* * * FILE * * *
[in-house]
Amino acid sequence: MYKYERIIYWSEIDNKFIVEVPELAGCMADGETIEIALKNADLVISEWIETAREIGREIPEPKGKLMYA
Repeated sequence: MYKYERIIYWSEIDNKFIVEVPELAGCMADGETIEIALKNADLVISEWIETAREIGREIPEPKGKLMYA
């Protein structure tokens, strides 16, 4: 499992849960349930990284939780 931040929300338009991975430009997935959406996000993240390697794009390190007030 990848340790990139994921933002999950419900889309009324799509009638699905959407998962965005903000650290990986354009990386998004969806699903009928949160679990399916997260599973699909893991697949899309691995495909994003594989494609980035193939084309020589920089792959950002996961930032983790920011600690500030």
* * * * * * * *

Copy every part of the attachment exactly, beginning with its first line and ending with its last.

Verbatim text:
[in-house]
Amino acid sequence: MYKYERIIYWSEIDNKFIVEVPELAGCMADGETIEIALKNADLVISEWIETAREIGREIPEPKGKLMYA
Repeated sequence: MYKYERIIYWSEIDNKFIVEVPELAGCMADGETIEIALKNADLVISEWIETAREIGREIPEPKGKLMYA
């Protein structure tokens, strides 16, 4: 499992849960349930990284939780 931040929300338009991975430009997935959406996000993240390697794009390190007030 990848340790990139994921933002999950419900889309009324799509009638699905959407998962965005903000650290990986354009990386998004969806699903009928949160679990399916997260599973699909893991697949899309691995495909994003594989494609980035193939084309020589920089792959950002996961930032983790920011600690500030």